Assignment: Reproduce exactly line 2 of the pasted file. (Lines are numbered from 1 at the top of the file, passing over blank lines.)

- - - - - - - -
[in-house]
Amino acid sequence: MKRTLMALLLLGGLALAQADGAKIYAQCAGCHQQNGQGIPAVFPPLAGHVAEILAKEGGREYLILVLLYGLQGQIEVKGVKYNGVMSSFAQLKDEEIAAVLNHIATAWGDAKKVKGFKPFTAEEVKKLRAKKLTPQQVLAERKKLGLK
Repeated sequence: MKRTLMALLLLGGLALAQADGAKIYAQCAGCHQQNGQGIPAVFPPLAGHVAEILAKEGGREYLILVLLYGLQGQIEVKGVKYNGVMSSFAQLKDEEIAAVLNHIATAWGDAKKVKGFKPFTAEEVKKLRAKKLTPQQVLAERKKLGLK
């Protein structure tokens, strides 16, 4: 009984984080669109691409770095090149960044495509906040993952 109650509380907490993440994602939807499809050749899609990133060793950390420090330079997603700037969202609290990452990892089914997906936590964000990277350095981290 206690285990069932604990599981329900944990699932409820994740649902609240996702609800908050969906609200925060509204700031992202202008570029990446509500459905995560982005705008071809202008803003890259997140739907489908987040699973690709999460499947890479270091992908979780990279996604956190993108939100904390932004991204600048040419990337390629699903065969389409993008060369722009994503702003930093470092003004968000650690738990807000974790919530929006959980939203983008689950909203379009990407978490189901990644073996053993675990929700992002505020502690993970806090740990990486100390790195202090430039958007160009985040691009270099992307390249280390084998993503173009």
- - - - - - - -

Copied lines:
Amino acid sequence: MKRTLMALLLLGGLALAQADGAKIYAQCAGCHQQNGQGIPAVFPPLAGHVAEILAKEGGREYLILVLLYGLQGQIEVKGVKYNGVMSSFAQLKDEEIAAVLNHIATAWGDAKKVKGFKPFTAEEVKKLRAKKLTPQQVLAERKKLGLK